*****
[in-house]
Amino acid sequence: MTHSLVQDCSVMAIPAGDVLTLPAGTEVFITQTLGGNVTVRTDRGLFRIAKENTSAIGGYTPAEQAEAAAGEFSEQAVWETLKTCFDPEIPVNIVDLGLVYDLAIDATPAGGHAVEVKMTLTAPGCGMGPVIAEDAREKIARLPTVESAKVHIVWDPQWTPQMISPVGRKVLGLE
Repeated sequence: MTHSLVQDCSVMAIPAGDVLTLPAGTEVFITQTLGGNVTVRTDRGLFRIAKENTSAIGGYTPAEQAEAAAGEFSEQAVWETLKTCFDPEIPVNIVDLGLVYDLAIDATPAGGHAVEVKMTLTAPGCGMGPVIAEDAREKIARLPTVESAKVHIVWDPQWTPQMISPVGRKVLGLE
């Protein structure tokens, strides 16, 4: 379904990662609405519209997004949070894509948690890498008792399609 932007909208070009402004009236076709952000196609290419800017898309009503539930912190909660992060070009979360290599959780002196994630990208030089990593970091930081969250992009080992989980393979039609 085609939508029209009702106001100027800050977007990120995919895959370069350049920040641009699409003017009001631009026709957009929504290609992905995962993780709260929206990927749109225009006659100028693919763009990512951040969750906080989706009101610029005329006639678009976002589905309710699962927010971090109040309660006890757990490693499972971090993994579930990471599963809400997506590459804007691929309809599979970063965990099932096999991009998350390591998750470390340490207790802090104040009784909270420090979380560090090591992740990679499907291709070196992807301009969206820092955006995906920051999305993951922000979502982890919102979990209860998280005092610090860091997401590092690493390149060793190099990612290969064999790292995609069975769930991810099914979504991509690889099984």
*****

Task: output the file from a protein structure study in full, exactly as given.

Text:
[in-house]
Amino acid sequence: MTHSLVQDCSVMAIPAGDVLTLPAGTEVFITQTLGGNVTVRTDRGLFRIAKENTSAIGGYTPAEQAEAAAGEFSEQAVWETLKTCFDPEIPVNIVDLGLVYDLAIDATPAGGHAVEVKMTLTAPGCGMGPVIAEDAREKIARLPTVESAKVHIVWDPQWTPQMISPVGRKVLGLE
Repeated sequence: MTHSLVQDCSVMAIPAGDVLTLPAGTEVFITQTLGGNVTVRTDRGLFRIAKENTSAIGGYTPAEQAEAAAGEFSEQAVWETLKTCFDPEIPVNIVDLGLVYDLAIDATPAGGHAVEVKMTLTAPGCGMGPVIAEDAREKIARLPTVESAKVHIVWDPQWTPQMISPVGRKVLGLE
């Protein structure tokens, strides 16, 4: 379904990662609405519209997004949070894509948690890498008792399609 932007909208070009402004009236076709952000196609290419800017898309009503539930912190909660992060070009979360290599959780002196994630990208030089990593970091930081969250992009080992989980393979039609 085609939508029209009702106001100027800050977007990120995919895959370069350049920040641009699409003017009001631009026709957009929504290609992905995962993780709260929206990927749109225009006659100028693919763009990512951040969750906080989706009101610029005329006639678009976002589905309710699962927010971090109040309660006890757990490693499972971090993994579930990471599963809400997506590459804007691929309809599979970063965990099932096999991009998350390591998750470390340490207790802090104040009784909270420090979380560090090591992740990679499907291709070196992807301009969206820092955006995906920051999305993951922000979502982890919102979990209860998280005092610090860091997401590092690493390149060793190099990612290969064999790292995609069975769930991810099914979504991509690889099984």